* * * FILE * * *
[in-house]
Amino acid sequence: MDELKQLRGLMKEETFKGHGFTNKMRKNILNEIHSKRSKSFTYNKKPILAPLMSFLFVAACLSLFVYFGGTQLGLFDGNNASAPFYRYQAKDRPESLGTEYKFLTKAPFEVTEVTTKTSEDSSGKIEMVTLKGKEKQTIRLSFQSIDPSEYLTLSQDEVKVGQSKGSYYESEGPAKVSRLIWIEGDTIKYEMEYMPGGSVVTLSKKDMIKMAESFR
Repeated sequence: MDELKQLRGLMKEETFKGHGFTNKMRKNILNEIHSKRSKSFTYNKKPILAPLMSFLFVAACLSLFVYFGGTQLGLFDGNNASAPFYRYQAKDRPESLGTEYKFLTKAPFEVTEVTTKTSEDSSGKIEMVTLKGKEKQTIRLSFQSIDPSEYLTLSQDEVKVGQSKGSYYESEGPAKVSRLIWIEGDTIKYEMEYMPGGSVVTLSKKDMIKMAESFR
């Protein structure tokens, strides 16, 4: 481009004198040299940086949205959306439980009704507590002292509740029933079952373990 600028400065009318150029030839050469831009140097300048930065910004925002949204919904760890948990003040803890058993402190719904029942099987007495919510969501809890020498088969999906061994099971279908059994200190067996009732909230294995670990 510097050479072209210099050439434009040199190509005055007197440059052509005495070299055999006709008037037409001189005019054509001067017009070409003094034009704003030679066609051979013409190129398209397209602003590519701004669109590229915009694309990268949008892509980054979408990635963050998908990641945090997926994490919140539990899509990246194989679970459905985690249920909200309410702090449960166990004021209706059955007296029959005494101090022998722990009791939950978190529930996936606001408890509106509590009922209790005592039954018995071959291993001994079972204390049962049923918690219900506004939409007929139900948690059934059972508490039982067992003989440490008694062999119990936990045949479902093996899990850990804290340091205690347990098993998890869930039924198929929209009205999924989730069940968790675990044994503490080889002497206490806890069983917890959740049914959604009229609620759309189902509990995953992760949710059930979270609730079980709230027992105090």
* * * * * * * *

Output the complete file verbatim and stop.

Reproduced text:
[in-house]
Amino acid sequence: MDELKQLRGLMKEETFKGHGFTNKMRKNILNEIHSKRSKSFTYNKKPILAPLMSFLFVAACLSLFVYFGGTQLGLFDGNNASAPFYRYQAKDRPESLGTEYKFLTKAPFEVTEVTTKTSEDSSGKIEMVTLKGKEKQTIRLSFQSIDPSEYLTLSQDEVKVGQSKGSYYESEGPAKVSRLIWIEGDTIKYEMEYMPGGSVVTLSKKDMIKMAESFR
Repeated sequence: MDELKQLRGLMKEETFKGHGFTNKMRKNILNEIHSKRSKSFTYNKKPILAPLMSFLFVAACLSLFVYFGGTQLGLFDGNNASAPFYRYQAKDRPESLGTEYKFLTKAPFEVTEVTTKTSEDSSGKIEMVTLKGKEKQTIRLSFQSIDPSEYLTLSQDEVKVGQSKGSYYESEGPAKVSRLIWIEGDTIKYEMEYMPGGSVVTLSKKDMIKMAESFR
């Protein structure tokens, strides 16, 4: 481009004198040299940086949205959306439980009704507590002292509740029933079952373990 600028400065009318150029030839050469831009140097300048930065910004925002949204919904760890948990003040803890058993402190719904029942099987007495919510969501809890020498088969999906061994099971279908059994200190067996009732909230294995670990 510097050479072209210099050439434009040199190509005055007197440059052509005495070299055999006709008037037409001189005019054509001067017009070409003094034009704003030679066609051979013409190129398209397209602003590519701004669109590229915009694309990268949008892509980054979408990635963050998908990641945090997926994490919140539990899509990246194989679970459905985690249920909200309410702090449960166990004021209706059955007296029959005494101090022998722990009791939950978190529930996936606001408890509106509590009922209790005592039954018995071959291993001994079972204390049962049923918690219900506004939409007929139900948690059934059972508490039982067992003989440490008694062999119990936990045949479902093996899990850990804290340091205690347990098993998890869930039924198929929209009205999924989730069940968790675990044994503490080889002497206490806890069983917890959740049914959604009229609620759309189902509990995953992760949710059930979270609730079980709230027992105090």